Since the postwar period, transpacific complicity has been hegemonic to the extent that it has permeated the sphere of global cultural production, where it combines and competes with various other ideological narratives. Just as the advent of New Emperorism ensured continuity between kokutai ideology and postwar ideology, transpacific complicity encompasses a continuity between postwar ideology and that which is embodied in Japanese popular culture today. I believe this continuity can be observed in a variety of cultural phenomena, two of which form the inspiration for this dissertation: the cinema of “victims’ history”, which has existed from the postwar period until today, and the remake economy between Japanese and U. S. film industries that emerged in the wake of the J-horror boom in the early 2000s.
Victims’ history has long been observed by critics who argue that the cultural propagation of an image of the Japanese people (and Emperor) as primarily victims of World War II exonerates the nation by extension, thereby fulfilling the political aims of the state. To connect this to Sakai’s argument, we can say that the creation of a victim’s history for Japan using popular technologies such as literature and cinema was one of the ways in which the ideology of New Emperorism established itself in the hearts of the Japanese people. In his book The Victim as Hero, James Orr admirably articulates the flows of power through which the image of the Japanese victim moved from the political arena into the cultural domain.67 He notes not only the complicity between the occupation forces and the government in their efforts to exonerate Japan, but (from his perspective more crucially) the rise of the anti-nuclear movement in the postwar years, which went from being a fringe anti-state initiative instigated by socialists and hibakusha (atomic bomb survivors) to being embraced by conservatives and non-partisan citizens alike, and being established through various
67 Orr, James (2001). The Victim as Hero: Ideologies of Peace and National Identity in Postwar Japan. University of Hawai’i Press. Honolulu.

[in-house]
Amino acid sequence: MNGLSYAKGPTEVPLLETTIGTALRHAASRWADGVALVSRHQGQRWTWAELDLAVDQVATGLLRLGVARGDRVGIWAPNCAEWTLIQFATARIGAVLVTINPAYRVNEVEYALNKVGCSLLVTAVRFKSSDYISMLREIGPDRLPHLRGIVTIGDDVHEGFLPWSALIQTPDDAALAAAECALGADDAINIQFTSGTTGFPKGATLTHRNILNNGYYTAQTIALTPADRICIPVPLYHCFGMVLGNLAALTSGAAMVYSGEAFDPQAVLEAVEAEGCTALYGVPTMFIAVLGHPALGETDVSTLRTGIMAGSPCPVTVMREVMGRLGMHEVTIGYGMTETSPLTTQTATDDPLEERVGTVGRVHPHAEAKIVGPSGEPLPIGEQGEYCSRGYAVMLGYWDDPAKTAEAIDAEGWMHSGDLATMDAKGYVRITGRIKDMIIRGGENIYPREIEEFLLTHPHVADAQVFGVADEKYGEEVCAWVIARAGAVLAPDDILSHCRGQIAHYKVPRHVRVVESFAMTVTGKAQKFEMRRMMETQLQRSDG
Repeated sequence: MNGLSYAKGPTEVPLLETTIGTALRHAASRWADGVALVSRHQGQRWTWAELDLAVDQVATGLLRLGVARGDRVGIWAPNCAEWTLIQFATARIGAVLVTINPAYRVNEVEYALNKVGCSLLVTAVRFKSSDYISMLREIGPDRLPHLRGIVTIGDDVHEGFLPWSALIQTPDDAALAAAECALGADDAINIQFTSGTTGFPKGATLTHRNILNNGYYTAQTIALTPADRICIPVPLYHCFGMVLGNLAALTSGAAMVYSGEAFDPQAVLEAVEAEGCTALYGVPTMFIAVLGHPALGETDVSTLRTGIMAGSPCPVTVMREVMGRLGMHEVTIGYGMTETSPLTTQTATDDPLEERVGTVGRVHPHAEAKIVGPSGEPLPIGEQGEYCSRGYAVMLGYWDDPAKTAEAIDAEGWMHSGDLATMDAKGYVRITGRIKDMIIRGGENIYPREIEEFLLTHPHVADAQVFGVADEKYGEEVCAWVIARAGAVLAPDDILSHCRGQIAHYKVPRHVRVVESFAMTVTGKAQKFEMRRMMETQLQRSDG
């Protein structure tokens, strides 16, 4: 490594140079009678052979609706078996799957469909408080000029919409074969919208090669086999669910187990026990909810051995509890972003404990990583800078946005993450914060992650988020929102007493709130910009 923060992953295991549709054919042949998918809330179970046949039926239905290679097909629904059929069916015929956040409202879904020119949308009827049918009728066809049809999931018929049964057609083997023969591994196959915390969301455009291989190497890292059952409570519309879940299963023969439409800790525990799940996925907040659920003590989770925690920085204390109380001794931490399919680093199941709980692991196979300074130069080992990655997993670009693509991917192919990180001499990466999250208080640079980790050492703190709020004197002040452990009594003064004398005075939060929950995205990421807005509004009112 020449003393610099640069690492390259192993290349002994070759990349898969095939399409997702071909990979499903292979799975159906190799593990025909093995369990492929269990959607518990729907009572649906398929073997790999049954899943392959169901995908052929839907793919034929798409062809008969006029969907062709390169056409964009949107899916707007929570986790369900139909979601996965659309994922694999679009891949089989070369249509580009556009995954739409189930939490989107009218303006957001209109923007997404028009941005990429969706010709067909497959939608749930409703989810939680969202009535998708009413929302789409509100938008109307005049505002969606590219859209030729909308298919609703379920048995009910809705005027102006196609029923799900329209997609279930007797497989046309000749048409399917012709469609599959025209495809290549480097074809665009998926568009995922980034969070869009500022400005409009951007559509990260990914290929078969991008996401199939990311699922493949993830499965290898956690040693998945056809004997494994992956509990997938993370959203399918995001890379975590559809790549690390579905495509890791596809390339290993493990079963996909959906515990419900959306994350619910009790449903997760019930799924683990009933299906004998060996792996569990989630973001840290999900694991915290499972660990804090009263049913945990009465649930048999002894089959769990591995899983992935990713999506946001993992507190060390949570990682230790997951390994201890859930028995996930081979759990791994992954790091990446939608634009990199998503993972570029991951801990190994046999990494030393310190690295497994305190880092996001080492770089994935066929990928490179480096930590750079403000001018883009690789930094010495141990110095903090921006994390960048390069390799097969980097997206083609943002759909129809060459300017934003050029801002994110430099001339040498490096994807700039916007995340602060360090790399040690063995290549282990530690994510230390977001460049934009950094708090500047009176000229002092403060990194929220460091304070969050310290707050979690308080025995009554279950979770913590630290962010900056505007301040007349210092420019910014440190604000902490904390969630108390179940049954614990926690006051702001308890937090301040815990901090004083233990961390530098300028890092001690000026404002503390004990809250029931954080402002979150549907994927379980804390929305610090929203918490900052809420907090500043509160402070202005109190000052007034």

means as part of a state-approved national narrative. 68 I will consider this convergence of political opinion on the image of Japan-as-war-victim in the chapters on Studio Ghibli. In that section I will also argue that while victims’ history has been observed as a theme in Japanese cinema that narratively depicts the wartime period, I believe that as an ideology dependent on affect, it surpasses narrative constraints and is observable in various non-war-related Japanese films. As for the J-Horror remake economy involving the U.S. and Japanese film industries, I will detail the ways in which it exemplifies transpacific complicity in both the industrial production of films and the filmic production of images in Chapter Four.
Beyond these two assertions – of the presence of victims’ history in Studio Ghibli films and the presence of transpacific complicity in the J-Horror remake economy – I will consider the related ideological presence of Orientalism and Japanese nationalism within these filmic assemblages. As I have briefly outlined here, Orientalism, Japanese nationalism, and victims’ history must be understood as complementary functions of transpacific complicity, and just as they are undoubtably distinct from each other, so too they are fundamentally connected. In the coming chapters I will illustrate how these connections have material embodiments and consequences, considering especially what they appear to both domestic and international audiences. Therefore my investigation is rooted in the argument that both the Ghibli and J-Horror assemblages are to some degree entwined with ideology developed in the postwar period in Japan and the West. Through this argument I will answer the questions of how transpacific complicity has manifested itself in contemporary Japanese popular culture, how it has mobilized and transformed in order to ensure its hegemony, and what role the globalization of Japanese popular culture has had on its dissemination.